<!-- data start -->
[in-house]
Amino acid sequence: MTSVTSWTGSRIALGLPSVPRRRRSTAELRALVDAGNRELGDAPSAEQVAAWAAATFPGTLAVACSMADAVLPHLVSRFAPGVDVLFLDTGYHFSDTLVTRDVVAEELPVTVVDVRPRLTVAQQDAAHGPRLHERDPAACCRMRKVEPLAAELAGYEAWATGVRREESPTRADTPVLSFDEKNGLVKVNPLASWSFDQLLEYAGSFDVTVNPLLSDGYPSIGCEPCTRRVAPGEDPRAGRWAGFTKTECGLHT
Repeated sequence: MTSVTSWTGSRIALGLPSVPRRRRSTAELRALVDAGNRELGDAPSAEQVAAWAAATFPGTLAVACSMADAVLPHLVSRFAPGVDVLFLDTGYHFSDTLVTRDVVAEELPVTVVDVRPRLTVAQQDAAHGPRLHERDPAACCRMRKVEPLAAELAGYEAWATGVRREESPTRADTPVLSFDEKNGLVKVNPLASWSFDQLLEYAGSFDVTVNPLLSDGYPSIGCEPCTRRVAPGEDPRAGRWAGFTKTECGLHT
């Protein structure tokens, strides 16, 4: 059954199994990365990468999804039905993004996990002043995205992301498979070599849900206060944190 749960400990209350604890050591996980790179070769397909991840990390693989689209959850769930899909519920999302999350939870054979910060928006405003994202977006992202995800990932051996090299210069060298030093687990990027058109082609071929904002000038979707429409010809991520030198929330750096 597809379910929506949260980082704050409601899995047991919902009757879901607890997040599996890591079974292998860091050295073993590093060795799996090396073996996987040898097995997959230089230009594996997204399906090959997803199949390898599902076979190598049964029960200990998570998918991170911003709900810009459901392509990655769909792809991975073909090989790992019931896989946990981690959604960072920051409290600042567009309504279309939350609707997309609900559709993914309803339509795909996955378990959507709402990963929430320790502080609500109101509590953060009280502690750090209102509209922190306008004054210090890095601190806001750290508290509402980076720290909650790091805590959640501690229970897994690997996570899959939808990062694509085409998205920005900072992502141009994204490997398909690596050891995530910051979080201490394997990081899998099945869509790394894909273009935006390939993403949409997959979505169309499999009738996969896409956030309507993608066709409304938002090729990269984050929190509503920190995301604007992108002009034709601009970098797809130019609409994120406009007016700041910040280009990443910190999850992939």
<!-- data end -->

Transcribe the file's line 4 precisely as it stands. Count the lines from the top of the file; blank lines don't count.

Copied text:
């Protein structure tokens, strides 16, 4: 059954199994990365990468999804039905993004996990002043995205992301498979070599849900206060944190 749960400990209350604890050591996980790179070769397909991840990390693989689209959850769930899909519920999302999350939870054979910060928006405003994202977006992202995800990932051996090299210069060298030093687990990027058109082609071929904002000038979707429409010809991520030198929330750096 597809379910929506949260980082704050409601899995047991919902009757879901607890997040599996890591079974292998860091050295073993590093060795799996090396073996996987040898097995997959230089230009594996997204399906090959997803199949390898599902076979190598049964029960200990998570998918991170911003709900810009459901392509990655769909792809991975073909090989790992019931896989946990981690959604960072920051409290600042567009309504279309939350609707997309609900559709993914309803339509795909996955378990959507709402990963929430320790502080609500109101509590953060009280502690750090209102509209922190306008004054210090890095601190806001750290508290509402980076720290909650790091805590959640501690229970897994690997996570899959939808990062694509085409998205920005900072992502141009994204490997398909690596050891995530910051979080201490394997990081899998099945869509790394894909273009935006390939993403949409997959979505169309499999009738996969896409956030309507993608066709409304938002090729990269984050929190509503920190995301604007992108002009034709601009970098797809130019609409994120406009007016700041910040280009990443910190999850992939």